Thursday, August 6, 2009

Blue Willow Dishes












One of my earliest memories was having a set of child-sized Blue Willow dishes. Although only five, I was careful to never chip or break a piece. I used milk or juice in the teapot, marshmallows in the bowls, and served vanilla wafer meals on the plates. How I loved those dishes, and how devastated I was when a visiting friend destroyed them with one accurate strike to my tot tea table loaded with the entire set. Although Santa replaced them with a set of floral china that I still have, I never felt the same about the new dishes and longed for my old Blue Willow.





Blue Willow china was put into production sometime in the late 1700’s in England. The pattern of a bridge, pagoda, Chinese servants or fishermen, and two blue birds flying above the scene were inspired by a Chinese story of a father who would not let her daughter marry her true love. The couple eloped and the father threatened to kill them when caught, but the gods saved them by changing the couple to love birds for life. The pattern became popular, and broken shards are often found in old sea wrecks, old trash dumps, and excavations sites. The pattern traveled across oceans in rolling ships and across prairies in covered wagons. The pattern was a favorite for everyday dishes of author Laura Ingalls Wilder.

One day I was shopping in a local bed and breakfast gift shop that was going out of business. There I spied an adult-sized platter and vegetable dish in the Blue Willow pattern. The fact that is was stamped Made in Japan and made of the richest shade of blue enticed me further to bring it home with me. Thus, my collecting of Willow started. I now have some in every room of the house, use it on the table for daily meals, and I even have a few pieces stashed under the bed.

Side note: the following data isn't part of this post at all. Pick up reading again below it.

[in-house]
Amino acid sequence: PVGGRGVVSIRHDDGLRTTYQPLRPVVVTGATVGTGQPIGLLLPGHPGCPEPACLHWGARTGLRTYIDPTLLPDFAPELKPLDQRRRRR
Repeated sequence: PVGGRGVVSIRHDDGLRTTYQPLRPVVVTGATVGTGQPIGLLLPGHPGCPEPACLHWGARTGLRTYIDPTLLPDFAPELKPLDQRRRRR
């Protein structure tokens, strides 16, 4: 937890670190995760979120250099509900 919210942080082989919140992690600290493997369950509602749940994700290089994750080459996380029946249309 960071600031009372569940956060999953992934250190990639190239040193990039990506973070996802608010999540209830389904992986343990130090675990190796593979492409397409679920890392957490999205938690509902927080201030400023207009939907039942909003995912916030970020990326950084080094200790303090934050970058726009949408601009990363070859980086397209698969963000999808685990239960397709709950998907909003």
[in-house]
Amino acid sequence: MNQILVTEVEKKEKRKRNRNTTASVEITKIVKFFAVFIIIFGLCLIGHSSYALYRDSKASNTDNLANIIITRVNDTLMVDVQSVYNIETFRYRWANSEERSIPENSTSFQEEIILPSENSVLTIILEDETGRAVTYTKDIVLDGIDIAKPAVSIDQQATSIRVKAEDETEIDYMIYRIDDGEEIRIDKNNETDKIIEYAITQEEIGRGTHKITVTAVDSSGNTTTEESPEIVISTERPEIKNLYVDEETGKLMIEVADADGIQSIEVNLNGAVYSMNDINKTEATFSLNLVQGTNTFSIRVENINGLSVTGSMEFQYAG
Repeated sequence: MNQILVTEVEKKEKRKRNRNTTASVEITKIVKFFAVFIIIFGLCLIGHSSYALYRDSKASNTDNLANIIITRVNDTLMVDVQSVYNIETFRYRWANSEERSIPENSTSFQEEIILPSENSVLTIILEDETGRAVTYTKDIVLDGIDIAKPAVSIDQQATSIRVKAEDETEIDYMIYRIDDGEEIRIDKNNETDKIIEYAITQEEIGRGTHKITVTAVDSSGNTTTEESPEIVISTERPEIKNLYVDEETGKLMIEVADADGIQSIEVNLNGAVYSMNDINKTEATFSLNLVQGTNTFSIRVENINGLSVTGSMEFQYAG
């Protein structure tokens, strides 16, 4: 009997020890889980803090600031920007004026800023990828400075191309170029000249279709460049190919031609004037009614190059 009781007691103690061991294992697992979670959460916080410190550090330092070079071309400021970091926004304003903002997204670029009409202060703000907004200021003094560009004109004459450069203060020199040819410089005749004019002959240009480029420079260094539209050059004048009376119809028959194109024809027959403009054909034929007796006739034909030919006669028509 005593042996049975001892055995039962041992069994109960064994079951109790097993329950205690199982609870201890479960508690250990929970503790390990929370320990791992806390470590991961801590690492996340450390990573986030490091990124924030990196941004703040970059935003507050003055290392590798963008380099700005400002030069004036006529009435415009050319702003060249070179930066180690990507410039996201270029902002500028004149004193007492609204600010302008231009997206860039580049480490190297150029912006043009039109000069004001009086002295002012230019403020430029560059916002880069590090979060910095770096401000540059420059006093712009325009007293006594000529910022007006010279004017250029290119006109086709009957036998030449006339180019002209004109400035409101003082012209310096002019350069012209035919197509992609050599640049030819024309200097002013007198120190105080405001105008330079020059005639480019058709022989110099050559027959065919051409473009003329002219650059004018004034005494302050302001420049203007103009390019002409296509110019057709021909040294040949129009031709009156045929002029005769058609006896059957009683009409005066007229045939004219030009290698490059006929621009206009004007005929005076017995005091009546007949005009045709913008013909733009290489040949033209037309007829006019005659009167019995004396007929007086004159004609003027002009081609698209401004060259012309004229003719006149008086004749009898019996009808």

(Laura Ingallas Wilder's dishes on display in
Manketo, MN near the setting of her Little
House on Plum Creek story.)






My friends have helped me out knowing my love of Willow. Different ones have given me a chocolate set, a child’s plate, a platter, an odd cup here and there. My mother-in-law donated her Willow cake plate to my cause. I hand carried an unusual cup and saucer home on a flight from Vermont, and I bought a whole box of odd plates in a dusty shop in eastern Colorado. Of course, DH and I canvass flea markets looking for fresh pieces. Although you can still buy a set of Blue Willow dishes new, it is much more fun to “seek and find". Besides, the older pieces have the richest shades of blue and more detail.

Recently, neighbors down the street were downsizing. He had a few pieces of his mother’s old Blue Willow and asked me if I’d like to look. I bought a platter that was like many I have only a tiny bit more oval, along with the one rice bowl he had with a stamp on the bottom from Holland. I also bought a blue and white bowl that is not Blue Willow, but it looks to be a flow blue, old and fits right in to complement all my Willow.

1 comment:

Leann Holland said...

Thanks for the trip down memory lane. My grandmother had a set. She past away twenty plus years ago. I don't know what happened to it. Maybe my mom knows. I need to follow up. Again, thanks for the memory.